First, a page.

They deserved appropriate punishment. Something like community service every Saturday for a year or so. Perhaps cleaning the church, polishing the brass, scraping off the wax.

  • Kevin

    Why is a word that is known to be vulgar being liberally employed in a Catholic newspaper article?

    The offensive choice of name alone should be reason enough for failing to draw respectable attention to one’s cause.

  • James Redman

    There appears to be ‘an elephant in the blog’ in that the Holy See was, is, and ever will be, deeply involved in realpolitik. Remember an Nuncio is, de facto, an ambassador. I have no problem with this as the Holy Father is the Vicar of Christ and ‘Father of Princes and Kings’ [I assume this also covers Presidents, etc.] and therefore has the right and duty to be concerned with the secular world.
    The problem with the Papal States was that too many secular rulers wanted to get their grubby [albeit regal] paws on them and so the Papacy’s interests became localised. Now they are gone, the Holy Father can once again proclaim God’s Laws when they conflict with Man’s desire to ‘do his own thing.’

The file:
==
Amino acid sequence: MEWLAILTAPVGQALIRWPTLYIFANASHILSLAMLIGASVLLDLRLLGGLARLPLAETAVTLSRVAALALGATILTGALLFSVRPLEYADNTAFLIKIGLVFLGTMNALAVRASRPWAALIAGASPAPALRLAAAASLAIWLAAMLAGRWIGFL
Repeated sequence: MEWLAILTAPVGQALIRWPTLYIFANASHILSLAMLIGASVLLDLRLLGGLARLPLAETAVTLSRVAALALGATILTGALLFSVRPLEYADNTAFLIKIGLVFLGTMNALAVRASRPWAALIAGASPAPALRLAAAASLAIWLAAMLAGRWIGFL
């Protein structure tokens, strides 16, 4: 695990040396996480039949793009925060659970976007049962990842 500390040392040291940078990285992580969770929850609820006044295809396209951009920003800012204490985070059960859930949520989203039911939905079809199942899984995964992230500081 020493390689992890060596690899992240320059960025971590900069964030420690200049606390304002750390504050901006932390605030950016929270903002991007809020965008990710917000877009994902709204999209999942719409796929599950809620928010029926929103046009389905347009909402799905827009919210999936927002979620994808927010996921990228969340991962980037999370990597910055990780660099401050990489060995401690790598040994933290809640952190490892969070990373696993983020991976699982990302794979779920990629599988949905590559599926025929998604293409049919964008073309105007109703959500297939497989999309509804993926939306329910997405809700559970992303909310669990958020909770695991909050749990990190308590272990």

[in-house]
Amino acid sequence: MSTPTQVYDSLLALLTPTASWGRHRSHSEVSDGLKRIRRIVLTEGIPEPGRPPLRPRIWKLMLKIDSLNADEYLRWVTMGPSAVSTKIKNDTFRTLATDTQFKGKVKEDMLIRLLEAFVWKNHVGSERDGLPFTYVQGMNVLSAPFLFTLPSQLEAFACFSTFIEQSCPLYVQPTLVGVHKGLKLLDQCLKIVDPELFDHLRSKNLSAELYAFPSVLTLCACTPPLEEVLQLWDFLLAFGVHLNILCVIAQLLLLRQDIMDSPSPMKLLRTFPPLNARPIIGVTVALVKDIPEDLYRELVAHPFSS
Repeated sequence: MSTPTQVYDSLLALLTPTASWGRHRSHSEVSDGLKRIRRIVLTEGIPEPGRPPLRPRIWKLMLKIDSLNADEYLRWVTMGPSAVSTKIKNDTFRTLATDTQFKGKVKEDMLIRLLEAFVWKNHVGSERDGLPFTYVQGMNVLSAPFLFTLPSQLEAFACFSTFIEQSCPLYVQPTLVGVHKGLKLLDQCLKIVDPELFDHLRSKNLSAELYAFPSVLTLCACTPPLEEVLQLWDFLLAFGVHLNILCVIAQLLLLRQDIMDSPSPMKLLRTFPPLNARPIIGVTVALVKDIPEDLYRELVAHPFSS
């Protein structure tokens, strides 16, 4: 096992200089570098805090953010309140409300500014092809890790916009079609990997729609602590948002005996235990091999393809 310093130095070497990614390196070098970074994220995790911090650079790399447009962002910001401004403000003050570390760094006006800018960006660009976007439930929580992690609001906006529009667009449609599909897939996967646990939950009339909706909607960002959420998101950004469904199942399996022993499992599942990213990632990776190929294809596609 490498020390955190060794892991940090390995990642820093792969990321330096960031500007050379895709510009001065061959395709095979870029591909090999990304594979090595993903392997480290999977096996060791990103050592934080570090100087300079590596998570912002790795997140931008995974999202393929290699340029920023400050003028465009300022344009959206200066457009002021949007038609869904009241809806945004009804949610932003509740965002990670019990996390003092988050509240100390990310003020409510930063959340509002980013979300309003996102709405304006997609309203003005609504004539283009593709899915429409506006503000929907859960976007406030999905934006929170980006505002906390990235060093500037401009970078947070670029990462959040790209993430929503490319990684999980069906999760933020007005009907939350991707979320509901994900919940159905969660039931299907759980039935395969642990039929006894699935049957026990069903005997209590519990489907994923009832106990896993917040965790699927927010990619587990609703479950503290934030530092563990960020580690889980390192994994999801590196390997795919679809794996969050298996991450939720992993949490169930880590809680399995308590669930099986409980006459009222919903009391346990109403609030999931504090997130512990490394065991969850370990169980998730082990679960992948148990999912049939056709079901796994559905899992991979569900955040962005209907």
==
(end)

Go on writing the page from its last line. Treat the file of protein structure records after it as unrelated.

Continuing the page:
As for Mother Russia, the ‘Third Rome’ perhaps less aggressive tactics on behalf of the RC’s might benefit, e.g.. not insisting on the Western Rite. After all,  the Orthodox are a ‘proper’ church even if tainted with erastianism-albeit venerably inherited from Byzantium.
    Finally, re the PR demonstration, substitute St Peter’s for Moscow Cathedral and then stand back and watch the fireworks!!

  • teigitur

    Welcome back Damo. That comment was a little less than your normal lucid.

  • Alexander Lucie-Smith

    But being involved in politics and being involved in party politics are two different things. The first is a must, the second very dangerous.

  • http://cumlazaro.blogspot.com/ Lazarus

    ‘I object when my god isn’t bigger than yours!!!’
      
    Given that Richard Dawkins is only 5′ 10″ that must explain the frequency of your utterances here.

  • http://twitter.com/LaCatholicState la catholic state

    The Church needn’t hold any power……but when Catholics have the opportunity to dedicate their nation to Christ….they should do so.  Not to do so when the opportunity arises is false humility…..not to mention lack of common sense and lack of faith.